Braille and Braille Publishing
Braille is a system for publishing text for blind readers. It uses patterns of raised dots to represent letters, which are read by touch.
This article covers the major sources of printed braille in the US.
Although not all print materials are converted into braille, there is a wide variety made available. There are 3 major sources of Braille publications in the U.S.
The National Library Service for the Blind and Physically Handicapped (NLS) is a division of the Library of Congress. They loan books to qualified disabled U.S. citizens in various alternative formats including Braille, large-print, audio and electronic text. They also offer a small number of free magazine subscriptions.
The American Printing House for the Blind (APH) sells Braille textbooks as well as other educational products.
National Braille Press (NBP) sells a variety of books at near the price of the print edition. These books include computer tutorials, bestsellers, cookbooks and self-help publications.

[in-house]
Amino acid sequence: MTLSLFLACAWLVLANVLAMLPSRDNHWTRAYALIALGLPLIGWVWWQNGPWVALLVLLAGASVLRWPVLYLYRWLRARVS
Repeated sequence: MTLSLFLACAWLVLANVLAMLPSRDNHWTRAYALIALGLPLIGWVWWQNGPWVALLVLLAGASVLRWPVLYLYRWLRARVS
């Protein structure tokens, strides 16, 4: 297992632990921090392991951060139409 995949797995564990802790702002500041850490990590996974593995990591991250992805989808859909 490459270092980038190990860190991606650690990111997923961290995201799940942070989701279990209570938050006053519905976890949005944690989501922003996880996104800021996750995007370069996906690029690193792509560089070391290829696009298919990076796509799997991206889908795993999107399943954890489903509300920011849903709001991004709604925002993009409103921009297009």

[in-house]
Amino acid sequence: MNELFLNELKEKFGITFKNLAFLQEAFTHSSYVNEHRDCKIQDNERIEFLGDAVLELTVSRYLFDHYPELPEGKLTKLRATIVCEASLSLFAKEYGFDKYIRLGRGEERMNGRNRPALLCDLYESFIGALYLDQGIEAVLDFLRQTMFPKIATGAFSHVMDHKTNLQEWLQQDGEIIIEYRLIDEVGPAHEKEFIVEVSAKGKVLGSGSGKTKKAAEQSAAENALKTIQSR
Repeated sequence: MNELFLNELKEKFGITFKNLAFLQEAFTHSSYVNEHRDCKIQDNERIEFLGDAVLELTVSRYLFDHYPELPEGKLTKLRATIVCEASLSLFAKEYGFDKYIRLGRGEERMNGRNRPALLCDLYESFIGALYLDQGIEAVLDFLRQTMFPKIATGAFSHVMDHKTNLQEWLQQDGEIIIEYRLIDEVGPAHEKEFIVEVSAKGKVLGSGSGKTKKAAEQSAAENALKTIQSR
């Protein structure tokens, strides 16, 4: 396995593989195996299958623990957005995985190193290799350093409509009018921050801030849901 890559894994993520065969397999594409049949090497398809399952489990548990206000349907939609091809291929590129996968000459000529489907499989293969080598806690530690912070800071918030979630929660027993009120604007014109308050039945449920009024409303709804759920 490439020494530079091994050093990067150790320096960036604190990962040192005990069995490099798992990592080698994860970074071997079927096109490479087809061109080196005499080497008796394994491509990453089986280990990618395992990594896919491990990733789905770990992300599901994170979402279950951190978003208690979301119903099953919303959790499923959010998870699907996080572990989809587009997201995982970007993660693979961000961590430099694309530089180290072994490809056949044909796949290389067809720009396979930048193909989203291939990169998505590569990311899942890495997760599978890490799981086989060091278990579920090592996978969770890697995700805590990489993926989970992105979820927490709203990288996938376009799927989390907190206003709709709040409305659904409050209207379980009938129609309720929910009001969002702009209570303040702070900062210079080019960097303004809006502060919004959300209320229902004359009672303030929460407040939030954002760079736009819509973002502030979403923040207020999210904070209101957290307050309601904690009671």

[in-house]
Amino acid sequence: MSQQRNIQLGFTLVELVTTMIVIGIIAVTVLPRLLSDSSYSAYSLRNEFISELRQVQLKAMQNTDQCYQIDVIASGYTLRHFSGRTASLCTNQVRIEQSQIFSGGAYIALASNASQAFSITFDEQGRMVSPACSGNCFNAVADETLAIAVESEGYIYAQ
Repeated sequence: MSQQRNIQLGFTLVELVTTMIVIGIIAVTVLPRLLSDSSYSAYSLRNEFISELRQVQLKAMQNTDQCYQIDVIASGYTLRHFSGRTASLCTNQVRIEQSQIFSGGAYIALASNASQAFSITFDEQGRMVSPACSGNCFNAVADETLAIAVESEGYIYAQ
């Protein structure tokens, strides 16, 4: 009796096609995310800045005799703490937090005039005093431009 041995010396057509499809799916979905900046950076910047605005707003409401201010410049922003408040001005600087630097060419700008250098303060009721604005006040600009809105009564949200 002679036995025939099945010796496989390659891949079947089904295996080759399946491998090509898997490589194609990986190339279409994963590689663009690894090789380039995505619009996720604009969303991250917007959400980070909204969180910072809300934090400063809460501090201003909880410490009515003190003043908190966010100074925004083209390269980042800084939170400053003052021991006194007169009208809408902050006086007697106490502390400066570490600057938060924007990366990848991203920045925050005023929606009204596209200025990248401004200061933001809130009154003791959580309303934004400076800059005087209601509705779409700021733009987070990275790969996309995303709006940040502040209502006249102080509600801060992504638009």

A newer international source is RoboBraille:
RoboBraille is an email service which will convert digital text documents into either Braille or audio files. You can email or use the web to give them your file and the system will give you a document that is either an audio file or Braille file. Your file can be a .doc, .docx, .pdf, .txt, .xml, .html, .htm, .rtf, .epub, .mobi, .tiff, .tif, .gif, .jpg, .bmp, .pcx, .dcx, .j2k, .jp2, .jpx, .djv and .asc file. The file they give back can be mp3 audio, DAISY Consortium.">Daisy full text and audio, e-Book, document conversion, or Braille. You can choose 12 languages other than English, as well. It is free to individuals.
In addition to printed braille, many books and other reading materials are available in electronic form, formatted for 'refreshable' electronic braille displays. This is a growing trend as more materials are published in mainstream electronic forms, and as braille displays drop in price.